If you would have asked me what a Swedish Tea Ring was a few years ago…I’d have no clue. It wasn’t until I tried a tea ring that my brother-in-law’s dad makes every year for the Holidays that I was shown the light. It’s a delicious bread ring filled with sugary goodness. His is a classic cinnamon raisin tea ring with a cream cheese frosting. I look it up a notch with this chocolate hazelnut Swedish tea ring with an addictive espresso cream cheese glaze!
When I thought of making a tea ring, I just couldn’t land on a flavor that excited me. I asked on Instagram what I should do and I was blown away by the responses! Now I have an archive of flavor combinations for any dessert. Ultimately, I landed on a recommendation from Katiebird Bakes for either chocolate hazelnut OR espresso. I thought why not do both!
The cream cheese espresso glaze is absolutely amaaazzzinng. It would be perfect for cinnamon rolls if you just cut back on the milk. Like I might actually do that soon. The hazelnuts add a delicious crunch to break up the monotony of the soft bread and chocolate and plus, hazelnuts are just so tasty.
I used Bob’s Red Mill organic all-purpose flour because I always make sure to use a high quality flour, especially when baking breads. There’s always a bag in my kitchen because it may sound crazy, but you really can taste the difference!
What is a Swedish Tea Ring?
This isn’t the most common dessert but it sure does need to be! A Swedish tea ring is a sweet yeast bread, similar to cinnamon rolls, that is placed in a ring and shaped for easy sharing. It’s typically filled with sugar and spices, also like a cinnamon roll, with additions like nuts and dried fruit.
It’s also not as “gooey” as a cinnamon roll as it’s more bread-like in texture. It’s best when served warm, especially for this recipe, because the chocolate interior stays melty which pairs well with the soft bread.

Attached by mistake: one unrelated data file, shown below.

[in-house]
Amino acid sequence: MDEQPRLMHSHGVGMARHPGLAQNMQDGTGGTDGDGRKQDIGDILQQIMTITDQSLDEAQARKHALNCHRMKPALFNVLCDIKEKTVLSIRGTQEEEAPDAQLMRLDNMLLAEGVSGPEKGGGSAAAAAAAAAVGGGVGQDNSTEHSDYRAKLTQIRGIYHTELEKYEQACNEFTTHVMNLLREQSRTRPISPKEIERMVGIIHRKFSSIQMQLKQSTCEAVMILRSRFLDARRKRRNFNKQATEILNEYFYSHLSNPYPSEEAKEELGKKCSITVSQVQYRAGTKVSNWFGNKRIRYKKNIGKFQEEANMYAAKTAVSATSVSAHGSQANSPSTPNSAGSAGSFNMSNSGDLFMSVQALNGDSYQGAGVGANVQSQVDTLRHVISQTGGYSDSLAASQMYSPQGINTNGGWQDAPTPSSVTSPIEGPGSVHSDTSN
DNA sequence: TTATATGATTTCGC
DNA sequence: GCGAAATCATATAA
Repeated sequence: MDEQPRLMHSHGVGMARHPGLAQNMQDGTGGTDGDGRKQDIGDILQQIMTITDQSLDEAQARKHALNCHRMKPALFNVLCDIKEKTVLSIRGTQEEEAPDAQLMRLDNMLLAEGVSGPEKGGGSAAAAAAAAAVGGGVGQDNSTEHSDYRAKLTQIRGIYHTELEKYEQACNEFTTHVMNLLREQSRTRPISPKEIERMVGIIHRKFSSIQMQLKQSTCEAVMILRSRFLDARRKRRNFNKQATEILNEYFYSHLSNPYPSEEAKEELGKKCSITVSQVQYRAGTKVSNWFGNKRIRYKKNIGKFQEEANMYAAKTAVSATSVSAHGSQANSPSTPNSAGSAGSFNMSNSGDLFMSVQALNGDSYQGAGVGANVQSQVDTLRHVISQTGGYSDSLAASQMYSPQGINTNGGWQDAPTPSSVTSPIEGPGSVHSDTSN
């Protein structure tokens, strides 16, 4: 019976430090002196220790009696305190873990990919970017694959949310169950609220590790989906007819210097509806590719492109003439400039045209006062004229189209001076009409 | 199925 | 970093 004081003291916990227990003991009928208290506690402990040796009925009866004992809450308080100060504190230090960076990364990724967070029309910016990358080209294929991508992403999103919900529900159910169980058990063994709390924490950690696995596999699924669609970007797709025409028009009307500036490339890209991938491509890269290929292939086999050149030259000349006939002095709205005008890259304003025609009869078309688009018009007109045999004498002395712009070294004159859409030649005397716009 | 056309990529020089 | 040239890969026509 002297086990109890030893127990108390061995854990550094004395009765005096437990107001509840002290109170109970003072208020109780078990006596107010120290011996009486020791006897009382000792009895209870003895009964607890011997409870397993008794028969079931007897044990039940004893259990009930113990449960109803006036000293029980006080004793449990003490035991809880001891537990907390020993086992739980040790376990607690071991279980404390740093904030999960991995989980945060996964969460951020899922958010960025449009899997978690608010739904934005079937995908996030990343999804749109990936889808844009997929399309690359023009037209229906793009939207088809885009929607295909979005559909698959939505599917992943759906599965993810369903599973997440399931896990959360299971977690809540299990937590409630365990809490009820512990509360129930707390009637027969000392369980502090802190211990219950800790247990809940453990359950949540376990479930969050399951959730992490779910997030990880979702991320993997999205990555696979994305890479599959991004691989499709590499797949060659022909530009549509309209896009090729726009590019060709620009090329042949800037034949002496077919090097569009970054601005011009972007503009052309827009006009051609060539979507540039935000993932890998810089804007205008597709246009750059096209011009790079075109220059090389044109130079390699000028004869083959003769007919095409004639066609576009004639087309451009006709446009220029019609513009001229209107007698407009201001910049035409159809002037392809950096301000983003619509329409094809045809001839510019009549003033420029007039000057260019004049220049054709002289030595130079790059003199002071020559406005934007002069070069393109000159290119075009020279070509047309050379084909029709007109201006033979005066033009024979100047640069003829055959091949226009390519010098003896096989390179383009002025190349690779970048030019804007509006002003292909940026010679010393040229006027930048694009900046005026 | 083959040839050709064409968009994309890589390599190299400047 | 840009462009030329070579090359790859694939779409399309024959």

Tea rings are typically enjoyed around the Holidays as that’s when they’re most popular in Sweden. Like most European baking, they aren’t overly sweet like American baking…but I bent the rules a bit on this one to create a rich filling and glaze.
How to make a Swedish tea ring
I like to compare tea rings to babka because they’re absolutely stunning but are much easier to make than it seems. If you’ve made cinnamon rolls before, then you’ve already gone through all of the steps of making a tea ring, minus forming the ring.
You start with a yeast dough and a little bit of patience. The dough must be left to rise two times – once after making the dough and once after shaping the ring. That’s just the price you pay for sweet sweet bread!
The most distinct part about a Swedish tea ring is just that…the ring. You start by filling and rolling up your dough just like a cinnamon roll. With your dough log tightly rolled, you transfer it to a baking sheet and bring both ends together to form a ring.
To get those beautiful swirls, you cut along the edges of the ring with a sharp knife. Make slits 1 inch apart and 3/4 of the way through (NOT all the way through). Lightly twist the pieces to expose the swirl. Pinch of Yum has a short video that shows this process.
Serving your Swedish tea ring
The difference between a room temperature tea ring and a warm tea ring is like night and day. It’s like the difference between a warm and fresh loaf of bread to when it’s been sitting out a couple hours. It’s just so much softer and flavorful.
So, I recommend serving it warm but the trick is to get the glaze just right. Make it a little bit thicker than you think it should be just so it has room to melt on the tea ring. This is why you should serve it warm but not hot, otherwise you’ll have a soupy glaze mess.
The best part is that tea rings are made for sharing. You just pull off your own piece, no need for knifes or serving spoons. There’s also plenty of glaze to go around. Add a little extra on top of your serving because trust me…you’ll want to!
Looking for even more Holiday desserts? Try out these recipes:
Make sure to tag me @butternutbakery on Instagram if you make this chocolate hazelnut Swedish tea ring. I love seeing my recipes come to life in YOUR kitchen! To pin this recipe and save it for later, you can use the button on the recipe card, the buttons above or below this post, or on any of the photos above. Happy baking!Print